21 December 2014

At the Mall



Racism. I rarely write that word.  Race-
ism.  Even tonight, while huddling and
writing in the back seat of a Toy-o-
ta, waiting as friends attend the Black Lives
Matter Die-In at the mall, I avoid
the word.  We stopped at the protest after
our Undoing-Racism meeting at
Chestnut Hill Quaker Meeting House.
,
I’m excited but too tired to move, and
my legs tell me to volunteer for back
ground work at phones and in print, no longer
on the front line.  We want this movement to
last until it works and last until it’s
no longer needed and last beyond that
until we enjoy standing up to see
each other, to be counted, to be kind.

Kindred, finally, have a chance at peace.
Kindred-justice stops racial profiling,
plans economic and political
equality and prevents racist de-
filing of zones meant for living and not
dumping.  Racism scars my planet though
I, reared in white privilege, know only
a portion of what white did to prevail.

Here in the back seat in the parking lot
I’m getting cold despite down coat and
clothes of many layers.  My bladder is
full.  I wish I had asked  How long do these
Die-Ins last?  How long do die-ins last?  How
long did Mike Brown’s body lie in the street?
How long does life last when you cannot breathe? 
How long before we learn not to give up?

Later, in the glare of headlights and the
neon Dick’s sign, I see first a mirage, 
then silhouettes and my friends fleshed-out selves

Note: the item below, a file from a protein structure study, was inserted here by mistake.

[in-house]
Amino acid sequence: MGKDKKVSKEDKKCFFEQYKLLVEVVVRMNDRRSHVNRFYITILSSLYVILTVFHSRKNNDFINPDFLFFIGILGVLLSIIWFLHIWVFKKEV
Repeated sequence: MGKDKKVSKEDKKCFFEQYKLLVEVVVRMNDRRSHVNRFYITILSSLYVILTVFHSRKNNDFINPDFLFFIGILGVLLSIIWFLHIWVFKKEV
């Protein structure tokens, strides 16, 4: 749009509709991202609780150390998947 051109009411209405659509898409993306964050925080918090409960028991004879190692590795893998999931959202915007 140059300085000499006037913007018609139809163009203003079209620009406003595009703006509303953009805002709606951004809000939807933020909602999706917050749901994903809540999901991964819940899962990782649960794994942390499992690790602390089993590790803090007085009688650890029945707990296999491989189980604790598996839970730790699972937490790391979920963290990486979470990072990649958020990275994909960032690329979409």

return from dying, resurrect from Death
in the Mall with stories and images
of young black leaders, three staging areas,
friends seen and strangers touched during this brief
engagement.  Excitement reigns on the drive home.

We're not buying racism anymore.
We're not ignoring white privilege, black
profiling, power pushed and internal
racism.  Instead we're buying new books
to read about how we got here and how
we might begin to undo negatives.
We're listening beyond our comfort zones,
and building stamina for the long haul.



Ella's song in the video is performed by Dominion 
a cappella ensemble,led by Valerie Brown. 
At the Oakland Center for Spiritual Living on 10-4-2009. 
Music and lyrics by Bernice Johnson Reagon.

Copyright © 2014 S.L.Chast 




17 comments:

Mary said...

A message we all need to read, Susan.

Marcoantonio Arellano said...

yes susan, i have been a victim of racism, profiled, etc. we must open discussions of these manifestations no matter what color of face, what uniform one wears, what economic strata one resides. let us discuss the issue address the issue without without pointing generically at individuals, this only makes us no better than those that are guilty of this ugly display called 'racism'

gracias for your words

feliz dias de celebracion

Abin Chakraborty said...

a timely message, movingly dcoumented

~Tatius~ said...

I applauded your message here, well expressed.

Björn Rudberg said...

So true Susan.. it happens all the time.. we seems unable to see beyond the color of skin.. Humans are all so much the same... still we seem to insist on looking at the differences.

Sherry Blue Sky said...